Strange Take on Childhood Back in the Late 1800’s

Harper’s Young People was an illustrated weekly published in New York in the late 1800’s. I came across this poem called Spoon-faces from an 1879 issue. 

It’s hard to imagine this poem being written in the US today.  Parents might still want to dissuade their kids from whining and frowning… but from giggling?  If a kid is frowning, shouldn’t the parent figure find out what’s wrong in the first place?  Not many American parents today would want to try to stop their children from laughing and giggling or disregard a frown.  Here’s the poem…



When they’re bright and shining
Like the summer moons,
Two queer faces look at you
From the silver spoons.
One is very long, and one
Broad as it can be,
And both of them are grewsome things,
As ever you did see.

Then careful be, young people,
And do not whine or frown,
Lest some day you discover
Your chin’s a-growing down.
Nor must you giggle all the time
As though you were but loons;
We want no children’s faces
Like those in silver spoons.

It’s interesting to see how parenting ideas change over time.  What will people say about how we parent in 100 years?  Just this week I read an article in the New York Times about how our generation is making our kids obsessed about eating healthy foods (organic only, no trans-fats, low salt, etc.) – potentially encouraging eating disorders down the road.  Maybe the key is not to push anything too hard on kids of any generation.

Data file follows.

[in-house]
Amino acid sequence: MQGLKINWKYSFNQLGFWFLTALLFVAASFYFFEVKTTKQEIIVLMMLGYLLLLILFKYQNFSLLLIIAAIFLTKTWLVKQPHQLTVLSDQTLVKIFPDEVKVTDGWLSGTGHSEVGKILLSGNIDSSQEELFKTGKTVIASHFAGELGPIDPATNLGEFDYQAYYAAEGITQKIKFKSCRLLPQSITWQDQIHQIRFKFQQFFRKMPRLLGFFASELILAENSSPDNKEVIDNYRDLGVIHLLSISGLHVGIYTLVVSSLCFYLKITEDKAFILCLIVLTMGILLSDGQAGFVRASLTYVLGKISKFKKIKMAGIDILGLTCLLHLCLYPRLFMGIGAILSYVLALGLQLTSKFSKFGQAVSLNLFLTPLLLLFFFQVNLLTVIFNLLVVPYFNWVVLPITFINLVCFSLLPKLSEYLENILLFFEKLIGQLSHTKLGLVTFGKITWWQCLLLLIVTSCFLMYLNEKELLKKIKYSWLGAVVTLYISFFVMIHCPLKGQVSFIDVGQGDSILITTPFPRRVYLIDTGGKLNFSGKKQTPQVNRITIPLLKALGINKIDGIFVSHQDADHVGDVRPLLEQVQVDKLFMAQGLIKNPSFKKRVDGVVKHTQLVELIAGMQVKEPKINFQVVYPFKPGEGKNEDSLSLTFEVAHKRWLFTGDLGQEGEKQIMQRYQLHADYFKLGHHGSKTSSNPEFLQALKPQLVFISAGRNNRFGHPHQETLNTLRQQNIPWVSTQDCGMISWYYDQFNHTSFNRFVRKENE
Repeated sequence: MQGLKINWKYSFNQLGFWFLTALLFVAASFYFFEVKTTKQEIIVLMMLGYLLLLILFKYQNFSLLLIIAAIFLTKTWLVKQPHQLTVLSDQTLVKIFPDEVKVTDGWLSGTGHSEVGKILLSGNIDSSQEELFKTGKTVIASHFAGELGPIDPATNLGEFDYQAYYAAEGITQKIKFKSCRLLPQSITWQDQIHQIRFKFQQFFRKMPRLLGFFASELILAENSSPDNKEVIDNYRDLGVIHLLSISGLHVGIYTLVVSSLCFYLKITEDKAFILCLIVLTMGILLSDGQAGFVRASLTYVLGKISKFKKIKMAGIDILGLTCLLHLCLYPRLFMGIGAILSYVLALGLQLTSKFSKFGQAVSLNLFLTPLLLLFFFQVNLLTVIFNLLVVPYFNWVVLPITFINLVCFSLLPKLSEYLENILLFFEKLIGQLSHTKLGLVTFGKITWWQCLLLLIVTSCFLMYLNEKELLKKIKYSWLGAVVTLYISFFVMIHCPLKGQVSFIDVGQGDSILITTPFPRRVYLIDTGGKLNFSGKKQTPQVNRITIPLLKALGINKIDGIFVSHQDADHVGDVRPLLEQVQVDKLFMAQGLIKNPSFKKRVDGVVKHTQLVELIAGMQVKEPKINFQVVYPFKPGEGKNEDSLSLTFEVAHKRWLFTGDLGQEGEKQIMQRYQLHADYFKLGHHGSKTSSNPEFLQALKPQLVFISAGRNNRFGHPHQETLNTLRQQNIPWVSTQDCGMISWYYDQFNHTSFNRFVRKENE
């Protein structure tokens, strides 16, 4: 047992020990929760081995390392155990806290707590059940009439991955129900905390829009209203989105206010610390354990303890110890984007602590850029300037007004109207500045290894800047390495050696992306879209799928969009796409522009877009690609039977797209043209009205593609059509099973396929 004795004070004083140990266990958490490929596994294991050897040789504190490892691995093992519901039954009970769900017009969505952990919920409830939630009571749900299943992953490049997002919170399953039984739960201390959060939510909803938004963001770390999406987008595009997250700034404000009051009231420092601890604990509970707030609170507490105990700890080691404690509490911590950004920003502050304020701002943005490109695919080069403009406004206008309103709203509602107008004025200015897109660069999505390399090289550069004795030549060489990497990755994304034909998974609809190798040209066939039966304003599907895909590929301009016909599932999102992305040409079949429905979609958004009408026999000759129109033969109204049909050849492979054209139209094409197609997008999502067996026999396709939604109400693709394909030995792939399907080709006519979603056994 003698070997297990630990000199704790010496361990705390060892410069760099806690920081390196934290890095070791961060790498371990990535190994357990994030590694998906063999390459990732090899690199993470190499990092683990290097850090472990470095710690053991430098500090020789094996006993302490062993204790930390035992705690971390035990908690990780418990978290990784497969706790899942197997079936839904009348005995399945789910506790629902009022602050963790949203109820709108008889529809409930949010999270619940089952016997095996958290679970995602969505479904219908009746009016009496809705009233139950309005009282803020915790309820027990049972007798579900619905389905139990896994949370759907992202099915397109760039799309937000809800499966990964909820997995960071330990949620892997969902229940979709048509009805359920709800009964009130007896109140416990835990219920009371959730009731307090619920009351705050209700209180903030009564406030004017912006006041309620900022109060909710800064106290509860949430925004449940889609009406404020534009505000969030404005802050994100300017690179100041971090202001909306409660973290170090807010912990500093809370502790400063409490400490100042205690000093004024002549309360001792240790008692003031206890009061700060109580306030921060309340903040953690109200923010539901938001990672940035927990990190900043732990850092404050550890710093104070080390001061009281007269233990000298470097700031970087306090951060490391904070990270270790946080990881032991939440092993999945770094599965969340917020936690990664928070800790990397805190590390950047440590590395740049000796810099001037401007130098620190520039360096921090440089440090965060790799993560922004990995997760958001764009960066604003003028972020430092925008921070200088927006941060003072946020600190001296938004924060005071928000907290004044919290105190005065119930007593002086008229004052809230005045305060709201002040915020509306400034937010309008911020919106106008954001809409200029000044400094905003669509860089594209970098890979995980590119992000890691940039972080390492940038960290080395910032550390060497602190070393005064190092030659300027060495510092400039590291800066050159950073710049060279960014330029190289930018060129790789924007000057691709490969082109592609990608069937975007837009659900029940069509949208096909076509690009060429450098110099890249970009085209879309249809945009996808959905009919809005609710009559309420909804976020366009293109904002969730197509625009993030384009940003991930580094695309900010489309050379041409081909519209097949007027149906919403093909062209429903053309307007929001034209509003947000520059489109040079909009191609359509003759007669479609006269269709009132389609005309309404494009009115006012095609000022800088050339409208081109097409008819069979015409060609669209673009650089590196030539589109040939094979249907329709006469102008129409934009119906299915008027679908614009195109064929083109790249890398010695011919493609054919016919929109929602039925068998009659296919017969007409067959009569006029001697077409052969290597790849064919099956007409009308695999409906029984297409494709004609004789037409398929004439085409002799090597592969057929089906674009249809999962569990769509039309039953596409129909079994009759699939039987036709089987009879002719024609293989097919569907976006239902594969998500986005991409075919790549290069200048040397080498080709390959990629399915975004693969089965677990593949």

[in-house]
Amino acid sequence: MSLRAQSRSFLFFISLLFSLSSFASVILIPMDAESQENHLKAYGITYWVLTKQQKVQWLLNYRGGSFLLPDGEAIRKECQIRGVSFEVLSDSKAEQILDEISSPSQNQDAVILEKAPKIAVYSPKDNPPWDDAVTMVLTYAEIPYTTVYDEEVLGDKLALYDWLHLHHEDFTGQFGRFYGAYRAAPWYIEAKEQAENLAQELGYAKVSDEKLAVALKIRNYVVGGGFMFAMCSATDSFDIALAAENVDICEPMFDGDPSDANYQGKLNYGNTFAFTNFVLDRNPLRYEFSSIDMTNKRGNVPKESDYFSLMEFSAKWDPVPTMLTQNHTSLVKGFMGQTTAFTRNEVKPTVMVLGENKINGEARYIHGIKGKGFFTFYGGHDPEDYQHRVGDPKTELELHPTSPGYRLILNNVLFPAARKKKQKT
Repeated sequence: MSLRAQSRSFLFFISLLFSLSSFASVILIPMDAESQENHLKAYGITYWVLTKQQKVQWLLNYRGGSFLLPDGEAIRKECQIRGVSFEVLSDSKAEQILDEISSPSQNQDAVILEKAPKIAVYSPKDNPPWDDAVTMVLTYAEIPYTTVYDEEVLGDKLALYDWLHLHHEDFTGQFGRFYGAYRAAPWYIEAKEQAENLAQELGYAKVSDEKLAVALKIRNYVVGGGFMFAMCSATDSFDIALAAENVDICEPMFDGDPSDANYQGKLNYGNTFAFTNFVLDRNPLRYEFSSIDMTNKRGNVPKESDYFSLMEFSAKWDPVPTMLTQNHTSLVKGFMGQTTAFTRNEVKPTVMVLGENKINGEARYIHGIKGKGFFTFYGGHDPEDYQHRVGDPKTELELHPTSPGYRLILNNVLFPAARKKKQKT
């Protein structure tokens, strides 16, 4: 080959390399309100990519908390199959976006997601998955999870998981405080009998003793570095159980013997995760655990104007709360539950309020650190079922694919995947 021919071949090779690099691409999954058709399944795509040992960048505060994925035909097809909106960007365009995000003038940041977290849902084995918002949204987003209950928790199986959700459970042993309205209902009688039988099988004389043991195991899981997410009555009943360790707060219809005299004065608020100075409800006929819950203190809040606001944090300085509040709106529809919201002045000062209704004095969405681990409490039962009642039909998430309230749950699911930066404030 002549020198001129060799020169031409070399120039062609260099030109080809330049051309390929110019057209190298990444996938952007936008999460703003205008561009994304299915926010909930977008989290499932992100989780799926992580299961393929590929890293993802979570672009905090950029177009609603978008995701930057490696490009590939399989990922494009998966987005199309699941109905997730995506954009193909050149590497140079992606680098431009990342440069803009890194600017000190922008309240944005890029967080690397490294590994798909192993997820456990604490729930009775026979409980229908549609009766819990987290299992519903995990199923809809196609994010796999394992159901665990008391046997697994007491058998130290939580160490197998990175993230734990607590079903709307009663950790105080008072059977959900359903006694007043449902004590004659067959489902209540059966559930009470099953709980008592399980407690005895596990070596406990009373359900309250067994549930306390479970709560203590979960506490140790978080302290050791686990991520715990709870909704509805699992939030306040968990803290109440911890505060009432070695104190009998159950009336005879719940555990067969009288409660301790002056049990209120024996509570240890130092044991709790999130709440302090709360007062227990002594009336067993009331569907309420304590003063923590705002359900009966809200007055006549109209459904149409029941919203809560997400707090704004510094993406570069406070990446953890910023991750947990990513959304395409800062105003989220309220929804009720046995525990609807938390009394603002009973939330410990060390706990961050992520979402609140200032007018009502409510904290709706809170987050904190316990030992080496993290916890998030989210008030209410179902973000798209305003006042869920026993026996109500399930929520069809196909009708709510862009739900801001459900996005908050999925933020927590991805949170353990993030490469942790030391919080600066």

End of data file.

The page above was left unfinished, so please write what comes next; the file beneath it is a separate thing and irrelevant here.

Feel free to let us know what you think in the comments below. 

This poem can be found online at Project Gutenberg: Harper’s Young People, December 16, 1879.

-Mama Lisa

This article was posted on Friday, March 6th, 2009 at 11:18 am and is filed under Countries & Cultures, English, Languages, Parenting, Poems, Poetry, USA. You can follow any responses to this entry through the RSS 2.0 feed. You can skip to the end and leave a response. Pinging is currently not allowed.

2 Responses to “Strange Take on Childhood Back in the Late 1800’s”

  1. Uly Says:

    Actually, it makes perfect sense to me. It doesn’t say children mustn’t ever laugh, just that they shouldn’t giggle *all the time*. Believe me, after the fifth straight minute of hysterical laughter, I’m ready to hand out time-outs all around. (They usually deserve it. Not for the laughing, but for whatever *prompted* the laughing.)

  2. Marjorie Says:

    Compared to some of the pretty gruesome cautionary tales around at the time. I suppose this is fairly mild! I’ll read the poem to my two and see what there reaction is – I think they’ll just be bemused!

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